Prescription for failure
Most public funding to fight opioid addiction goes to maintenance drugs instead of long-term residential recovery—and opioid deaths keep increasing
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NEW YORK—If you step onto the Staten Island Ferry, which connects the borough to Manhattan, you’ll see posters all along the walls that proclaim in all caps: “SEE AN OVERDOSE? CALL 911. YOU COULD SAVE A LIFE.” The overdose reversal drug Narcan (generically known as naloxone)—which many first responders now carry as a matter of course—saved 286 lives on the island in 2017.
The island has New York’s highest mortality rate from the opioid crisis and a spotty network of substance abuse facilities, one with the tagline, “THE FINE DINING OF TREATMENT.” But even with national attention and public funding, the opioid epidemic is worsening, and money is not making it to long-term residential recovery options. Instead, localities like New York are devoting their treatment funding to maintenance drugs like Suboxone.
By itself, this maintenance strategy so far is not working. The overdoses are increasing at a dramatic rate, even after previous years of overdose deaths already lowered U.S. life expectancy. Data for 2017 U.S. fatalities isn’t finalized yet, but the Centers for Disease Control and Prevention (CDC) recently announced that drug overdoses were up 30 percent last year. In total, the CDC counted 142,000 drug overdoses in the United States last year. Overdoses are now the leading cause of death for Americans under the age of 50.
“We’re having a Vietnam War every nine or 10 months,” said addiction doctor Sandy Dettmann, a member of the Christian Medical and Dental Associations, referring to the number of overdose deaths. Dettmann laments the government’s meager approach to the crisis. “When do we put a four-way stop sign in? Do we do it after two people are killed, three people? Do we do it after the mayor’s kid is killed? I don’t know what we’re waiting for here.”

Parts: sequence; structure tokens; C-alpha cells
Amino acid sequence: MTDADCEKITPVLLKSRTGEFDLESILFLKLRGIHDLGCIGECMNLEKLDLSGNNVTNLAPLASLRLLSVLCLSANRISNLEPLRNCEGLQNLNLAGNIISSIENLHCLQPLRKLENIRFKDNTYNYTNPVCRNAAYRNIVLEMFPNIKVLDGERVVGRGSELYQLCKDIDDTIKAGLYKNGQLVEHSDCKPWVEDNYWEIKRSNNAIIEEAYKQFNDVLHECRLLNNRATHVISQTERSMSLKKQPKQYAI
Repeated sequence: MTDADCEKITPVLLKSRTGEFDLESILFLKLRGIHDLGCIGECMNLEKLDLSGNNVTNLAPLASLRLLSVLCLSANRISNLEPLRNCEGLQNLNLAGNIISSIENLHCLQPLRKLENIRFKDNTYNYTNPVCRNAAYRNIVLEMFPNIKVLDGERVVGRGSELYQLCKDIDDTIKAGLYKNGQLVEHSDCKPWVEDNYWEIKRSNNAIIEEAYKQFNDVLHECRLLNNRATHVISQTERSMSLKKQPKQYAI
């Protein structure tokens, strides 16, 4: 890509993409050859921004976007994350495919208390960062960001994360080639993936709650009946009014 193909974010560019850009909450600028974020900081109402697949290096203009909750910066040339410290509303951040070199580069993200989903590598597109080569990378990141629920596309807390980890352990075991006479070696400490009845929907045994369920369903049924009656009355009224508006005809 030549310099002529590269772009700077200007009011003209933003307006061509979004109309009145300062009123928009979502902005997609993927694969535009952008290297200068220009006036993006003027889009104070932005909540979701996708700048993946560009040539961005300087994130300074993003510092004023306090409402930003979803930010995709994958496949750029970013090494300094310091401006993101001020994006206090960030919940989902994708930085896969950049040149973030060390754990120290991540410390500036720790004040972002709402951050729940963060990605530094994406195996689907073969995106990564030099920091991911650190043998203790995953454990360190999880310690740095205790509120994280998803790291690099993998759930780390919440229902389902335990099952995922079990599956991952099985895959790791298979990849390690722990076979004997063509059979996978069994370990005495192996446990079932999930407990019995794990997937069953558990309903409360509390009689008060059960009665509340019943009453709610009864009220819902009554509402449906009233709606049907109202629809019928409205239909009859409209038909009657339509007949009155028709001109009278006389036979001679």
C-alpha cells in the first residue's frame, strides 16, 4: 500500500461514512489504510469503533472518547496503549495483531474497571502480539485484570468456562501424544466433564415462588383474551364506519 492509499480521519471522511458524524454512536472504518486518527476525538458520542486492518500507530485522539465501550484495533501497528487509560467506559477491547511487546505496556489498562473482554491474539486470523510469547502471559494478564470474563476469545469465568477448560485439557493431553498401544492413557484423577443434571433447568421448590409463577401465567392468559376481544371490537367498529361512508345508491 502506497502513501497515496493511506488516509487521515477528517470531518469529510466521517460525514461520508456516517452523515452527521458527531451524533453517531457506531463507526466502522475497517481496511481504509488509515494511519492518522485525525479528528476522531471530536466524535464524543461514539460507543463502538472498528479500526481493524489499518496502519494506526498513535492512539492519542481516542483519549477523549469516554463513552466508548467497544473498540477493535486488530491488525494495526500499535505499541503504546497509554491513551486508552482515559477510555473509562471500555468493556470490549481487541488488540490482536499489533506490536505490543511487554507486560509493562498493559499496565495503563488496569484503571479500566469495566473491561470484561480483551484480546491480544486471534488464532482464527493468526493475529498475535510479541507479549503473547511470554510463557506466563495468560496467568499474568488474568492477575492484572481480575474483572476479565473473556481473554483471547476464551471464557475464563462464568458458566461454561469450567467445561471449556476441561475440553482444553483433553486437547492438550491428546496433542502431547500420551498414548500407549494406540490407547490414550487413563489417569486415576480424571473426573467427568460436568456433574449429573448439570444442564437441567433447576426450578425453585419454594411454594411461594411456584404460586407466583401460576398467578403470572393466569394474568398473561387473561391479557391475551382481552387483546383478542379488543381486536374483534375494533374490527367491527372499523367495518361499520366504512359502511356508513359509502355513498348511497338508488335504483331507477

In New York, nearly 1,400 people died of drug overdoses in 2016, and partial numbers from 2017 showed an increase in deaths. I talked to a Staten Island cab driver who had a customer recently who, when he ducked into the car, explained that if he passed out there was Narcan in his coat pocket.
New York City last year set up an annual $38 million fund to fight the opioid crisis. About half of the funding goes to law enforcement efforts to fight the spread of drugs, and most of the rest goes to Narcan, the drug that reverses an overdose, and Suboxone.
Suboxone, generically called buprenorphine or “bupe,” is a synthetic opioid (like methadone) that counters opioid cravings. Currently 43,000 city residents are on daily opioid maintenance drugs—Suboxone (13,600) or methadone (30,000)—most of those through Medicaid. The city hopes to increase the number of New Yorkers on Suboxone chiefly to 58,000 by 2022, since Suboxone is supposed to be less addictive and needed for a shorter time than methadone. The mayor’s office did not return requests for comment.
The city has also unveiled a $3 million public relations campaign for methadone and Suboxone, with personal stories from people who say the drugs have kept them alive. “I am living proof that buprenorphine treatment works,” says one ad testimonial from a woman named Chelle.
Luke Nasta, the executive director of a residential recovery facility on Staten Island called Camelot, said he isn’t against Suboxone but that the city was cherry-picking Suboxone success stories: “I can cherry-pick too.” He says he contacted the city to ask that it do PSAs about long-term residential recovery, too. He did not receive a response.
Used properly, Suboxone has a record of keeping addicts from overdosing. But the focus—locally and nationally—on funding Suboxone as the magic solution to the opioid epidemic shows some of the simplistic thinking that led to the epidemic in the first place, as unscrupulous doctors are overprescribing it in similar ways to the doctors who once overprescribed opioids.